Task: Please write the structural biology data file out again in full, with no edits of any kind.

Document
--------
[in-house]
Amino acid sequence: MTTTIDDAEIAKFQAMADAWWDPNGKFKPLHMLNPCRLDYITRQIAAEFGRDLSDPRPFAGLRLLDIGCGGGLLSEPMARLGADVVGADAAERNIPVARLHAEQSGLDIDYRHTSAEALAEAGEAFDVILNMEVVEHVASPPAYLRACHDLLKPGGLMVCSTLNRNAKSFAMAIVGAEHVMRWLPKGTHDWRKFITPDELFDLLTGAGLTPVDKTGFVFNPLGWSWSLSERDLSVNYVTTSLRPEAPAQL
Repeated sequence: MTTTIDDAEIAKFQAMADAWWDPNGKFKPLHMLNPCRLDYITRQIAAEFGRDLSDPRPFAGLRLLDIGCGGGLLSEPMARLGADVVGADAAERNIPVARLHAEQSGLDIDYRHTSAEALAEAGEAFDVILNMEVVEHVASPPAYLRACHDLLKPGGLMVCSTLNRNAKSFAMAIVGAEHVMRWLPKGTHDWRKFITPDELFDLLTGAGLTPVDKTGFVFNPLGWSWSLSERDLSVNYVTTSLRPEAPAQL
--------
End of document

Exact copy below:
[in-house]
Amino acid sequence: MTTTIDDAEIAKFQAMADAWWDPNGKFKPLHMLNPCRLDYITRQIAAEFGRDLSDPRPFAGLRLLDIGCGGGLLSEPMARLGADVVGADAAERNIPVARLHAEQSGLDIDYRHTSAEALAEAGEAFDVILNMEVVEHVASPPAYLRACHDLLKPGGLMVCSTLNRNAKSFAMAIVGAEHVMRWLPKGTHDWRKFITPDELFDLLTGAGLTPVDKTGFVFNPLGWSWSLSERDLSVNYVTTSLRPEAPAQL
Repeated sequence: MTTTIDDAEIAKFQAMADAWWDPNGKFKPLHMLNPCRLDYITRQIAAEFGRDLSDPRPFAGLRLLDIGCGGGLLSEPMARLGADVVGADAAERNIPVARLHAEQSGLDIDYRHTSAEALAEAGEAFDVILNMEVVEHVASPPAYLRACHDLLKPGGLMVCSTLNRNAKSFAMAIVGAEHVMRWLPKGTHDWRKFITPDELFDLLTGAGLTPVDKTGFVFNPLGWSWSLSERDLSVNYVTTSLRPEAPAQL